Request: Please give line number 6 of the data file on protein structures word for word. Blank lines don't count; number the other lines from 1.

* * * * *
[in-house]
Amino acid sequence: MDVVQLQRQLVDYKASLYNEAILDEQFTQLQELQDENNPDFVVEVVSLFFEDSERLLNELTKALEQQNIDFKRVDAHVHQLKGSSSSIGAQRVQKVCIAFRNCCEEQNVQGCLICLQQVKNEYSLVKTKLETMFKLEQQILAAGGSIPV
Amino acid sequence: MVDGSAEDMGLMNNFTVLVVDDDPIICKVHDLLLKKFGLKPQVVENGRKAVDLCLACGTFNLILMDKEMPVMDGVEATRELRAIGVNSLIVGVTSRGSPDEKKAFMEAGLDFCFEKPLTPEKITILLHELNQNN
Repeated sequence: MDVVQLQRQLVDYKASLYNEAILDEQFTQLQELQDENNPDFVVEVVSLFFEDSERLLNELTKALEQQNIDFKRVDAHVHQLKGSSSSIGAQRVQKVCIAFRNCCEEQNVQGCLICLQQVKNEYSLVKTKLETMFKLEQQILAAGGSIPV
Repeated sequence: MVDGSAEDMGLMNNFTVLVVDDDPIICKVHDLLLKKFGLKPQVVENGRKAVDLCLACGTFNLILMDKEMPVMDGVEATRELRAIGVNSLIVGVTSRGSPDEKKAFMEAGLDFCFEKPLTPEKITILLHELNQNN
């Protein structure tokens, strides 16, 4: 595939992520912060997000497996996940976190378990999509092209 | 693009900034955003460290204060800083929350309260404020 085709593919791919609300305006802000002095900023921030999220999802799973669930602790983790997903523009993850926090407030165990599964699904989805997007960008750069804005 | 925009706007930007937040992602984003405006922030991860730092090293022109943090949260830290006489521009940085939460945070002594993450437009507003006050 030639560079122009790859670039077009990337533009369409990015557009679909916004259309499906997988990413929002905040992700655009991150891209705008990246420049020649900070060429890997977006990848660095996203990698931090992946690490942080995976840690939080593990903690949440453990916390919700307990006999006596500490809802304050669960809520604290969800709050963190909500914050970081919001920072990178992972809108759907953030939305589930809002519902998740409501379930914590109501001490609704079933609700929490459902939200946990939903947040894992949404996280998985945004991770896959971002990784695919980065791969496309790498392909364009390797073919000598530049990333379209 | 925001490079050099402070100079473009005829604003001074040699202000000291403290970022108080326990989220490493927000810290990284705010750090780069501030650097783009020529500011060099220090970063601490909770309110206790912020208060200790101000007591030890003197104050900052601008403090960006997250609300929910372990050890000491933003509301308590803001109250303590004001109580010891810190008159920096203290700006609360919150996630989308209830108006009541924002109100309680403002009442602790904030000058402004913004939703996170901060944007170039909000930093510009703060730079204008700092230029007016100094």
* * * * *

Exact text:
């Protein structure tokens, strides 16, 4: 595939992520912060997000497996996940976190378990999509092209 | 693009900034955003460290204060800083929350309260404020 085709593919791919609300305006802000002095900023921030999220999802799973669930602790983790997903523009993850926090407030165990599964699904989805997007960008750069804005 | 925009706007930007937040992602984003405006922030991860730092090293022109943090949260830290006489521009940085939460945070002594993450437009507003006050 030639560079122009790859670039077009990337533009369409990015557009679909916004259309499906997988990413929002905040992700655009991150891209705008990246420049020649900070060429890997977006990848660095996203990698931090992946690490942080995976840690939080593990903690949440453990916390919700307990006999006596500490809802304050669960809520604290969800709050963190909500914050970081919001920072990178992972809108759907953030939305589930809002519902998740409501379930914590109501001490609704079933609700929490459902939200946990939903947040894992949404996280998985945004991770896959971002990784695919980065791969496309790498392909364009390797073919000598530049990333379209 | 925001490079050099402070100079473009005829604003001074040699202000000291403290970022108080326990989220490493927000810290990284705010750090780069501030650097783009020529500011060099220090970063601490909770309110206790912020208060200790101000007591030890003197104050900052601008403090960006997250609300929910372990050890000491933003509301308590803001109250303590004001109580010891810190008159920096203290700006609360919150996630989308209830108006009541924002109100309680403002009442602790904030000058402004913004939703996170901060944007170039909000930093510009703060730079204008700092230029007016100094």